Monday, May 28, 2012

When is the right time to open up about your depression? (and my social anxiety)

Humblebrag: People have commented on how 'brave' I've been opening up about my OCD and anxiety here and elsewhere, but generally I shirk that compliment. Not always, sometimes I quietly bask in it.

Talking about your own experience with depression or any personal struggle is a whole lot easier when it's in the past tense though. No shit, right?

At times I've used past tense when I should really have used present, but that's tough - that takes real courage. You feel more vulnerable and sensitive to a perception of weakness, to become a victim of stigma.

Still, it ain't easy at any time and I found letting my long-held secret out of the bag to be incredibly liberating. It put it in a context of the reality outside my head, I don't feel 'alone' anymore and don't get sucked into an inward downward spiral of self-judgement so much as a result. 

However, as much as I'd love everyone with any kind of mental illness to stand up and declare it tomorrow - showing the world just how prevalent it is and the different kinds (all) of people it affects -  it is important when baring your soul to do it carefully, with the right people, especially when you're vulnerable.

It's a paradox. People struggle to talk about it because of the stigma, and the stigma exists because of a lack of discussion and understanding.

To quote a Batman film: 'People fear what they don't understand'. Too many people still don't understand mental illnes and, in some cases, fear it. It's not their fault - they may not (be aware that they probably) have dealt with someone with mental illness, and general education is lacking despite good work by a number of organisations. Some people don't really want to hear about depression because it's, well, depressing. But it's so important because too many people with depression don't understand what is going on or what to do.

That was me for a long time. I didn't talk to a sinlge person about it for over ten years until I figured out it for myself (thank you internet!). For a long time only my doctors, parents and then-girlfriend knew. A few years later I told a handful of trusted friends. A few years after that I put it out there for anyone to find. I don't go telling everyone in the 'real world' - I save that for here and Twitter - but I don't hide from it and it's not that hard for people to find me here.

If we all spoke up, we could help them understand. But for individuals, 'going public' is not necessarily the best option. Hopefully everyone has a trusted person to talk to though.

General understanding is improving though, and I still dream of a day that we can all say I do/did suffer from a mental illness, I'm happy for you to know but it does not define me!
Or something like that.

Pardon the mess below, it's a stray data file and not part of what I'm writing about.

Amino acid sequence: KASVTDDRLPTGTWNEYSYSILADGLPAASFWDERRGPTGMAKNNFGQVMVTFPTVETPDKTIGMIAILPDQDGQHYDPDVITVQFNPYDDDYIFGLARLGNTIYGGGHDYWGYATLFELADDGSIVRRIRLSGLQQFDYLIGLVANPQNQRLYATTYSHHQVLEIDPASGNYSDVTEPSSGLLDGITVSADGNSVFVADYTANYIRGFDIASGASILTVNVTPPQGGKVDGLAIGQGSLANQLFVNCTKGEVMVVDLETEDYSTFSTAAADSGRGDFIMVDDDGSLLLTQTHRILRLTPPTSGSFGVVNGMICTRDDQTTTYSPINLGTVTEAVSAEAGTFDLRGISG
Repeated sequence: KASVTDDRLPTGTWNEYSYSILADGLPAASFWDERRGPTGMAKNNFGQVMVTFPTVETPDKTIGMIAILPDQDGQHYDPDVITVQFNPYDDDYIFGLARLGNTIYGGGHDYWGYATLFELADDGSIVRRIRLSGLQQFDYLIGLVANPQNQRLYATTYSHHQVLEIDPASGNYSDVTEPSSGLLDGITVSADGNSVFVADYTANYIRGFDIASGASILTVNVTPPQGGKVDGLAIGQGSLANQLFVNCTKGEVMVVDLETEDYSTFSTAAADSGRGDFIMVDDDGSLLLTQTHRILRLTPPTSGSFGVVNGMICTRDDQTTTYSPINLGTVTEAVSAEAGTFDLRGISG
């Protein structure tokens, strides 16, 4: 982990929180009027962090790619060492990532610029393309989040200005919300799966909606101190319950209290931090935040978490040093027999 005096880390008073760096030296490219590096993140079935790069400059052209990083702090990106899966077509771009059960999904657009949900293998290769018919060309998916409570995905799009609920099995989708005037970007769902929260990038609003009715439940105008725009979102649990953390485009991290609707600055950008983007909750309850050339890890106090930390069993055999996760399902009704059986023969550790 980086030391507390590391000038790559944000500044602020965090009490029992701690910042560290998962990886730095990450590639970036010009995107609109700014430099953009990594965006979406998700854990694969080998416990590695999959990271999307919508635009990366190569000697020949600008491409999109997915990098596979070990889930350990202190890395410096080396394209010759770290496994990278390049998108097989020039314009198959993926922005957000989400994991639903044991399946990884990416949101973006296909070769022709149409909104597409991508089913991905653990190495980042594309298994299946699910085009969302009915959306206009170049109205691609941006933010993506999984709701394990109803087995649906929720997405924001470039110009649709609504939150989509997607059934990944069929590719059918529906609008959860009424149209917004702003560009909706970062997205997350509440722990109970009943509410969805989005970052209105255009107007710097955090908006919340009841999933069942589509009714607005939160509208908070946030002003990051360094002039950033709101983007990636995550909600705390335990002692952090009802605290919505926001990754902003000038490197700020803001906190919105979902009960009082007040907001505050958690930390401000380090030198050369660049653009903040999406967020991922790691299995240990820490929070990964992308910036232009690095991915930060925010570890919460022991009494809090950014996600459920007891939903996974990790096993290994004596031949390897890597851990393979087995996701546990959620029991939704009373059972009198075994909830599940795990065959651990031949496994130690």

It's no coincidence that this blog started as I finally started to break the shackles of depression, and I wrote more about it as I felt better about my progress. That's not an entirely bad thing - if I'd been writing in my deepest despair the posts would have been unbearably self-pitying and at least as self-indulgent.
But I was ready because I felt comfortable - safe. Also impassioned and bloody-minded - I was, and still am, fed up with stigma. I don't raise the topic much socially, but I genuinely don't care who knows. It's a nice place to be, I am lucky.

So, it's pertinent I suppose, to mention here the recent realisation that I have one more element of my anxiety to confront: social anxiety.
It's always been the quite pervasive, but I figured it would diminish with my general anxiety - and to a large degree it has over the last ten years. Friends who knew me in my teens say I've 'blossomed' #shucks. It also helped me with other fears in a perverse kind of way - I let go of them where I absolutely had to if I feared how I would be perceived socially.

But it does show itself in a number of ways that I need to address. For example, too often I:
  • am utterly self-conscious;
  • avoid making phone calls to people I don't know well, preferring email/text where possible; 
  • actively avoid conflict and placate people at the expense of my own interests too much (yet am a natural-born antagonist!?); 
  • am horrible with small talk, wasting energy frantically thinking about what I'm going to say rather than really listening; 
  • use caveats and words/phrases like 'but', 'whatever you think/want/are doing', 'that's cool...', 'if that suits...', 'I don't mind', etc far too much;
  • Rarely say 'no'; and
  • am indecisive and over-polite - a tendency that runs through my family and frustrates the hell out of me.
Obviously - and most crucially - these behaviours haven't helped my book-worthy romantic life. I've had to rely on my humble charm and good looks.

But this shy thing doesn't suit me - i like people! If anything I talk too much among friends.

Anyway,  it's no biggie, I just wanted to put that out there for myself really because I've never done it before - you know, said 'I am dealing with this ... like, currently'.

I'm actually ridiculously excited about it, which is strange for dealing with anxiety but should help I suppose. It's like I have a renewed sense of purpose or found a new point of focus to keep improving myself. I'm feeling a child-like eagerness.

And no band speaks to my enthusiastic, eternal inner-child than Arcade Fire, so this is I kinda how I feel (if you speak music):



So there it is. I better not fail, huh.

Ps. I'm planning on attending the launch of The Emerging Writer at the Emerging Writers Festival on Friday and realise there may be a couple of tweeps there who read this. If so, try and find me and test me out on the whole talking to 'strangers' thing!


http://www.lifeline.org.au/

http://www.headspace.org.au/

http://www.beyondblue.org.au/index.aspx?

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